The Microsoft Surface Laptop 3 (15-Inch) Review: AMD Ryzen Surface Editionby Brett Howse on October 21, 2019 9:00 AM EST
Microsoft outfits all of the Surface Laptop 3 models with just a 46 Wh battery, which is actually slightly smaller than the one in the Surface Laptop 2, and all despite this 15-inch model being physically larger. Microsoft has also changed their battery testing methodology from a basic local video playback time, to a more realistic workload, so if you’re looking at the Microsoft spec pages, expect to see a lower runtime advertised as well.
The original Ryzen 2000 Raven Ridge platform had some serious power management issues, and this will be our first test of any Picasso based laptops, since AMD hasn’t had a lot of big design wins previous to this one for their second generation Ryzen APU.
The 15-inch Surface Laptop 3 achieves just a touch under nine hours of runtime in our least-intensive battery test, with the display set to our standard of 200 nits brightness. While nine hours is a reasonable amount of time, it’s still well under the results from the smaller 13.5-inch Surface Laptop 2 we tested, which achieved almost 12 hours. That is a significant difference, of which some could likely be accounted by the larger display, which would inherently require more power to get to 200 nits, but it’s too big of a discrepancy to rest only on the display.
Our newer web test is much more CPU intensive, and a more realistic result than the older, lighter test. As expected, the results dropped further, to just over eight hours of usage, which is still a reasonable amount of time, but well under the 10.5 hours achieved by the Surface Laptop 2.
Video playback is one of Intel’s strengths, but it continues to be one of AMD’s weaknesses, with video playback time far shorter than the Intel offerings. Intel has put a lot of effort into offloading the video playback to fixed function hardware and turning the rest of the chip off, and while AMD certainly has hardware decode on their APU, it clearly can’t turn off the rest of the chip during playback, since the battery run time is somewhat less than our light web test.
On the Tesseract score, the Surface Laptop 3 is still able to watch almost four entire sittings of The Avengers, which is a lot, but well under the 6.4 plays on the Surface Laptop 2.
Removing the battery size from the runtimes lets us look at overall platform efficiency during the tests, and removes the insane runtime the Surface Book 2 provides thanks to its massive battery. Here the results are mixed. AMD has certainly made some tremendous strides in improving the abysmal platform power of the Ryzen APU from the original Raven Ridge to the current Picasso platform, with a much better showing in both the light test and 2016 Web results. Some of the discrepancy would come down to the display as well, since the larger 15-inch IGZO panel will need more power to light up to 200 nits than an equivalent 13.5-inch that we see in the Surface Laptop 2, but AMD definitely has more work to do in order to bring Ryzen's platform power down to what Intel has achieved.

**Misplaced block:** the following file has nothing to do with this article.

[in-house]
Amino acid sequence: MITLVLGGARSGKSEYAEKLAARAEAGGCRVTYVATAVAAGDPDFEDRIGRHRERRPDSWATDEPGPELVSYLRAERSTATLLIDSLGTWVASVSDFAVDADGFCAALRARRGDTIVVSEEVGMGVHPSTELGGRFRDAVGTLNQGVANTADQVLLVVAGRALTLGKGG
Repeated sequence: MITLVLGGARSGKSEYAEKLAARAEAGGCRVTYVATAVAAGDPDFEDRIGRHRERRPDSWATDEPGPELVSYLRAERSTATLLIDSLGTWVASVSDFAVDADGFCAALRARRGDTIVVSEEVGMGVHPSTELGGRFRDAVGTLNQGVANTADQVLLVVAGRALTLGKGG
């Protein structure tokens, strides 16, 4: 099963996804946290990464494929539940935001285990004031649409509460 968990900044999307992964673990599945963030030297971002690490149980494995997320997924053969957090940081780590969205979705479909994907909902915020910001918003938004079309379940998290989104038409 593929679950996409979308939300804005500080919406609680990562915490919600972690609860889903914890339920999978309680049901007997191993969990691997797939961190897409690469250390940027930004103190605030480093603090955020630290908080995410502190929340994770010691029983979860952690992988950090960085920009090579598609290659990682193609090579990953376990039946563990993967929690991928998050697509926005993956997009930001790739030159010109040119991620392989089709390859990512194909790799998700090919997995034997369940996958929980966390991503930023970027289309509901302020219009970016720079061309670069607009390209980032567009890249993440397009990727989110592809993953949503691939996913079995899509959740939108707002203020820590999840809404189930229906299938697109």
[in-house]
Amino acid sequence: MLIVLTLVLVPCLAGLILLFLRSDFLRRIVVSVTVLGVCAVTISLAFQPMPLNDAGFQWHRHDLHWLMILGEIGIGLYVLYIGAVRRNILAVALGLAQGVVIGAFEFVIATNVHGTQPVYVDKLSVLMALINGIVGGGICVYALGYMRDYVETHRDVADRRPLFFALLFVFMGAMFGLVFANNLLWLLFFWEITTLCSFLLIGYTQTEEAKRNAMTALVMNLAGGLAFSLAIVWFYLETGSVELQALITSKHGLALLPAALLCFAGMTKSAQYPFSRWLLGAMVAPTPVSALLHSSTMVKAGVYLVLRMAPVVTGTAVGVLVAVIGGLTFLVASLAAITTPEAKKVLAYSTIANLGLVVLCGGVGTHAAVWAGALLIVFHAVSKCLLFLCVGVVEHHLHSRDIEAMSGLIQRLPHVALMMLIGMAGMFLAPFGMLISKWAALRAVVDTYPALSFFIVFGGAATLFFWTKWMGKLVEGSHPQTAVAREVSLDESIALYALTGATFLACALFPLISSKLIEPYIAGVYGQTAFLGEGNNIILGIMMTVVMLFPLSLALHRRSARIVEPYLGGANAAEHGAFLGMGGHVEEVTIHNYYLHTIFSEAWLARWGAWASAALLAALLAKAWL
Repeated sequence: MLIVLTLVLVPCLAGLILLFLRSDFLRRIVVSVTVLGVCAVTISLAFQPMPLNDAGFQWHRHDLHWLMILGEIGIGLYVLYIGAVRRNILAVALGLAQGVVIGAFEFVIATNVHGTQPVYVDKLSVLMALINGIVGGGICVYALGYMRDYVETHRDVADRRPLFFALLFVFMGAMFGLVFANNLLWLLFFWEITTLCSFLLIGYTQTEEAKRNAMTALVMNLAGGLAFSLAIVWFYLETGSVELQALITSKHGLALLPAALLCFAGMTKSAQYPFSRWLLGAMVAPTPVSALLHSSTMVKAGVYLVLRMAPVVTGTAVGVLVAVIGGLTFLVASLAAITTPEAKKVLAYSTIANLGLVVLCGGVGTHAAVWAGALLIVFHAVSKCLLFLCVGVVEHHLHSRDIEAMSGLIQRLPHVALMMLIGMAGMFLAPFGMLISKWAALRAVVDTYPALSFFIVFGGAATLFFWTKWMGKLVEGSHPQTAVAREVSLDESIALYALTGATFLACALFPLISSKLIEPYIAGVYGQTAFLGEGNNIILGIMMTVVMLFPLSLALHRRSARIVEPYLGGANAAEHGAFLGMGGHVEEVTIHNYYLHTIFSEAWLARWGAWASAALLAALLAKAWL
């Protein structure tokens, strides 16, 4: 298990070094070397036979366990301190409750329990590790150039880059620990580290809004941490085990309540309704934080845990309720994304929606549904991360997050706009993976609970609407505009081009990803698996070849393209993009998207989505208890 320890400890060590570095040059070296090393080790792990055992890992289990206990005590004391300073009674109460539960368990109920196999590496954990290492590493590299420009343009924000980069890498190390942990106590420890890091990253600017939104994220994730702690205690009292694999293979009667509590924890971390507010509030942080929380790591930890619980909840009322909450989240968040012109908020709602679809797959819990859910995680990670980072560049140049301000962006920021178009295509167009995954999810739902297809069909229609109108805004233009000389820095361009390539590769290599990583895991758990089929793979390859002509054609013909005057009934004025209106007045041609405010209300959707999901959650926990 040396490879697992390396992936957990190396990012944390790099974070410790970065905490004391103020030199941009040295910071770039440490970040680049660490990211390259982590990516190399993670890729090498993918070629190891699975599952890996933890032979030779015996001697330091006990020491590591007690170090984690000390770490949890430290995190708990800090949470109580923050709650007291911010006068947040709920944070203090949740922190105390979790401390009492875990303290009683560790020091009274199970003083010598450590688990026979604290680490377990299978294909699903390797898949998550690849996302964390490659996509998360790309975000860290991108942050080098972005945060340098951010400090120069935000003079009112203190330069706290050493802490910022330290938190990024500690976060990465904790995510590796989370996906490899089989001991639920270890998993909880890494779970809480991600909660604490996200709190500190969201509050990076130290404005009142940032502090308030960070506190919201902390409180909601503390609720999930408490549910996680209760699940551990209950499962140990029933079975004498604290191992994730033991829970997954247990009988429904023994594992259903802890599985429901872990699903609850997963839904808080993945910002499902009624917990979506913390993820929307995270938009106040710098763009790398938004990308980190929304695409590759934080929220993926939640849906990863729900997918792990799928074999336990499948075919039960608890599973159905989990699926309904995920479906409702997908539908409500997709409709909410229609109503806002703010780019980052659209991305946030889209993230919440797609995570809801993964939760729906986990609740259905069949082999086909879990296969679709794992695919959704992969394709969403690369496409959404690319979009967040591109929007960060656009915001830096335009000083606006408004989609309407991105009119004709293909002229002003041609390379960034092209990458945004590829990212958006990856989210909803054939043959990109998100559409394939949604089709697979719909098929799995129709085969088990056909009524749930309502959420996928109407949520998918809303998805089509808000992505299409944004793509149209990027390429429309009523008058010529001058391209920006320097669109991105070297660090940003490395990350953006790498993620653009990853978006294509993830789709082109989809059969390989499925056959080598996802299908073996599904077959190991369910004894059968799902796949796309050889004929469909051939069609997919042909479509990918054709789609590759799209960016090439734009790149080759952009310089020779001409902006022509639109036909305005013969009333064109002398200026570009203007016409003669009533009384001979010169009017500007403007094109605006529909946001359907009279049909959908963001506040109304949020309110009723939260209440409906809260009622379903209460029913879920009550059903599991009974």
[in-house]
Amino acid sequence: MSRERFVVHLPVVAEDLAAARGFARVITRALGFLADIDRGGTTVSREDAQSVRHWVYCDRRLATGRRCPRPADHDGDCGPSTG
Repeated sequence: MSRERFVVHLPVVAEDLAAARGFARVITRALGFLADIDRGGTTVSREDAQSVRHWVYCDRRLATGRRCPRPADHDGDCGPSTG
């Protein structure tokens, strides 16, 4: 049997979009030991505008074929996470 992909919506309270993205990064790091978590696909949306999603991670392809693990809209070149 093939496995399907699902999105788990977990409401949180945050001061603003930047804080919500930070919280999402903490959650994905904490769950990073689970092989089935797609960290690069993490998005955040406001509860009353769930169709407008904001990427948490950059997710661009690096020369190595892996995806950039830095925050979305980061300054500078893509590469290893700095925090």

The Acer Swift 3, which was the first Raven Ridge laptop we tested, drew 5.71 watts of power at idle with the display at 200 nits. That actually compares favorable with a Surface Book 2 15, which draws about the same – 5.53 Watts at idle with the display at 200 nits, but the main difference is the Surface Book 2’s display is the majority of the power draw thanks to its high resolution and 15-inch size. Removing display power from the devices results in the Acer Swift 3 drawing 4.55 watts at idle, and the Surface Book 2 drawing just 1.43 watts. The HP Spectre Folio, which features a Core i7 Y series processor, draws just 750 mW of power at idle.
The Surface Laptop 3 draws right around 5 Watts of power at idle with the display at 200 nits. That’s once again similar to the Surface Book 2 15, which draws 5.53 Watts. However, the Surface Laptop 3’s lower resolution display accounts for much less of the total platform draw. Removing the display from the equation results in the Surface Laptop 3 still drawing 2.35 Watts at idle. That’s significantly more than an Intel platform. So, while AMD has improved their battery draw tremendously, 2.35 Watts of idle power draw is still a lot and leads to the 15-inch Surface Laptop 3 delivering less battery life than the Surface Laptop 2, which was 8th generation Intel.
To make up for the less than amazing battery life of the Surface Laptop 3, Microsoft does include a stout 65-Watt charger which connects to the Surface Connect Port. All Surface power bricks also include an integrated USB-A output which is very handy when traveling if you need to charge your phone, although they may need to add USB-C soon.
The Surface Laptop 3 charged very quickly. The smaller than average battery sized coupled with a larger than average adapter gave Microsoft lots of capacity to quickly get the Laptop 3 back up to a full charge.